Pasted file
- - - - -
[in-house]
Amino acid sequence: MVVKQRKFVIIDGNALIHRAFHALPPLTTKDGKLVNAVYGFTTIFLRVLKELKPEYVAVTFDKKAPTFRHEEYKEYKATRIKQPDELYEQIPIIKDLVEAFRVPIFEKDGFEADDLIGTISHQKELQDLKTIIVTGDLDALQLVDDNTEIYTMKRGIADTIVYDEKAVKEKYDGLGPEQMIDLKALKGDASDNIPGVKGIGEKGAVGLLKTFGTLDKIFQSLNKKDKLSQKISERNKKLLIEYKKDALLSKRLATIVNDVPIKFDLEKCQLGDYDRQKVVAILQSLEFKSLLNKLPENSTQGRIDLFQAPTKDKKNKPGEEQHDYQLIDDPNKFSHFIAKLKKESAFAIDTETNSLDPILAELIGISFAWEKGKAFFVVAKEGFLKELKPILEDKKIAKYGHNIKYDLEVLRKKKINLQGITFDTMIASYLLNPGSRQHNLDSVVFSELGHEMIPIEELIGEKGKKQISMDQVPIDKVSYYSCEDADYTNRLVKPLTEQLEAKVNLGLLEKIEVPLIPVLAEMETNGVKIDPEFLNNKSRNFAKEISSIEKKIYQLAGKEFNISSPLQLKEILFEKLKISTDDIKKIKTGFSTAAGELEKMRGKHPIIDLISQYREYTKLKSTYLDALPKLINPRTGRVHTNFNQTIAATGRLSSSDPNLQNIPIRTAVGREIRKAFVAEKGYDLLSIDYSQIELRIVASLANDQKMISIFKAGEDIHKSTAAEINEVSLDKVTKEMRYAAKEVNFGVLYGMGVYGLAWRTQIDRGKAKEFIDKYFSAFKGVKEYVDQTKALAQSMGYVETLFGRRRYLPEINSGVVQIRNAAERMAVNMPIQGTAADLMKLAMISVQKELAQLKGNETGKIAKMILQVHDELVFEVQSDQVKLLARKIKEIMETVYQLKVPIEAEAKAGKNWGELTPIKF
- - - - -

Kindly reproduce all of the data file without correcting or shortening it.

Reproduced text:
[in-house]
Amino acid sequence: MVVKQRKFVIIDGNALIHRAFHALPPLTTKDGKLVNAVYGFTTIFLRVLKELKPEYVAVTFDKKAPTFRHEEYKEYKATRIKQPDELYEQIPIIKDLVEAFRVPIFEKDGFEADDLIGTISHQKELQDLKTIIVTGDLDALQLVDDNTEIYTMKRGIADTIVYDEKAVKEKYDGLGPEQMIDLKALKGDASDNIPGVKGIGEKGAVGLLKTFGTLDKIFQSLNKKDKLSQKISERNKKLLIEYKKDALLSKRLATIVNDVPIKFDLEKCQLGDYDRQKVVAILQSLEFKSLLNKLPENSTQGRIDLFQAPTKDKKNKPGEEQHDYQLIDDPNKFSHFIAKLKKESAFAIDTETNSLDPILAELIGISFAWEKGKAFFVVAKEGFLKELKPILEDKKIAKYGHNIKYDLEVLRKKKINLQGITFDTMIASYLLNPGSRQHNLDSVVFSELGHEMIPIEELIGEKGKKQISMDQVPIDKVSYYSCEDADYTNRLVKPLTEQLEAKVNLGLLEKIEVPLIPVLAEMETNGVKIDPEFLNNKSRNFAKEISSIEKKIYQLAGKEFNISSPLQLKEILFEKLKISTDDIKKIKTGFSTAAGELEKMRGKHPIIDLISQYREYTKLKSTYLDALPKLINPRTGRVHTNFNQTIAATGRLSSSDPNLQNIPIRTAVGREIRKAFVAEKGYDLLSIDYSQIELRIVASLANDQKMISIFKAGEDIHKSTAAEINEVSLDKVTKEMRYAAKEVNFGVLYGMGVYGLAWRTQIDRGKAKEFIDKYFSAFKGVKEYVDQTKALAQSMGYVETLFGRRRYLPEINSGVVQIRNAAERMAVNMPIQGTAADLMKLAMISVQKELAQLKGNETGKIAKMILQVHDELVFEVQSDQVKLLARKIKEIMETVYQLKVPIEAEAKAGKNWGELTPIKF